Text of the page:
• Liquor Control and Licensing Act to ensure administrative consistency between that Act and the CCLA;
  • Residential Tenancy Act and Manufactured Home Park Tenancy Act to prohibit cannabis smoking under existing leases that prohibit smoking tobacco and to prohibit the personal cultivation of cannabis under existing leases, except for federally authorized medical cannabis. For new leases, the existing provisions of each Act that allow landlords and tenants to negotiate the terms of leases will apply;
  • Police Act to set provincial priorities for policing and require municipal police boards to take provincial priorities and the priorities of the municipal council into account as they develop their own priorities;
  • Community Safety Act to reflect that with legalization cannabis will no longer be a controlled substance under the federal Controlled Drugs and Substances Act;
  • Provincial Sales Tax Act to add a reference to cannabis in the definition of “small seller” consistent with liquor; and
  • Business Practices and Consumer Protection Act to recognize that the CCLA is a complete licensing scheme.

 

Cannabis Distribution Act (CDA)

As previously announced, the Province has decided that the Liquor Distribution Branch will be the wholesale distributor of non-medical cannabis in B.C. and will run provincial cannabis retail stores.
The Cannabis Distribution Act establishes:
  • A public wholesale distribution monopoly; and
  • Public (government-run) retail sales, both in stores and online.

Motor Vehicle Act amendments

B.C. has increased training for law enforcement and has toughened provincial regulations by amending the Motor Vehicle Act to give police more tools to remove drug-impaired drivers from the road and deter drug-affected driving, including:
  • A new 90-day Administrative Driving Prohibition (ADP) for any driver whom police reasonably believe operated a motor vehicle while affected by a drug or by a combination of a drug and alcohol, based on analysis of a bodily substance or an evaluation by a specially trained police drug recognition expert (DRE); and,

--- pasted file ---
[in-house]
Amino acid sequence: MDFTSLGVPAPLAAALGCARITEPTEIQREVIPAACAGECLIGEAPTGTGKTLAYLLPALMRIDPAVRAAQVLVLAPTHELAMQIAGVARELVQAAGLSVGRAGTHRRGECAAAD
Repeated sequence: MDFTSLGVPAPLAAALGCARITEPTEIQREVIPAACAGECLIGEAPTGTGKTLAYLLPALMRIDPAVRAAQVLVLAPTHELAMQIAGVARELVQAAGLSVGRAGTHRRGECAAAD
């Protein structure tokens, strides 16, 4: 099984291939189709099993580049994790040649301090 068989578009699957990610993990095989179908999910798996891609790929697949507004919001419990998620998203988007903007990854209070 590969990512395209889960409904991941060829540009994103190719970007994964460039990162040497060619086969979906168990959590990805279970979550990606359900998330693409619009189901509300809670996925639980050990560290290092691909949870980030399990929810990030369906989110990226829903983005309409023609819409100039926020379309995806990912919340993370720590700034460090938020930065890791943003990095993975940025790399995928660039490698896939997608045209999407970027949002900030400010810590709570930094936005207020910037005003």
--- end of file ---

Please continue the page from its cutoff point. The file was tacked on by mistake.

• New drivers in the Graduated Licensing Program (GLP) will be subject to a zero-tolerance restriction for the presence of THC (the psycho active ingredient in cannabis).

Liquor and Cannabis Regulation Branch

  • The Liquor and Cannabis Regulation Branch (LCRB) will be responsible for licensing non-medical cannabis private stores and monitoring the non-medical cannabis retail sector. Visit LCRB’s non-medical cannabis retail licence page for information about becoming a non-medical cannabis retailer in B.C., as well as information updates.

Liquor Distribution Branch Updates

The Liquor Distribution Branch (LDB) will be B.C.’s wholesale distributor of non-medical cannabis.  Visit LDB's cannabis updates page for further information.

12 April 2019

Vancouver park commissioner Dave Demers wants staff to examine optimal uses of land now set aside for golf courses

by Charlie Smith on April 9th, 2019 Straight.com

Some folks are incredibly passionate about using a golf club to whack a small ball around huge swaths of publicly owned land in Vancouver.

These recreational golfers enjoy the camaraderie, competition, and peace of mind that come from this activity.

But is this the optimal use of 15 percent of municipally controlled park land in the city?

Especially when the number of golfers using Langara, Fraserview, and McCleery golf courses has declined by nearly a third since the late 1990s, even as the city's population has risen by 20 percent?
Green commissioner Dave Demers hopes park board staff can address these questions in what he calls a "deep dive analysis".

Demers has prepared a motion for the Monday (April 15) meeting seeking commissioners' support to direct staff to evaluate "the full spectrum of realized and unrealized benefits of Park Board land currently used for golf".

The park board has 187 hectares of land set aside for this sport.

Green commissioner Dave Demers hopes other park board members support his call for a
Green commissioner Dave Demers hopes other park board members support his call for a "deep dive" into the pros and cons of allocating 15 percent of park land for golf.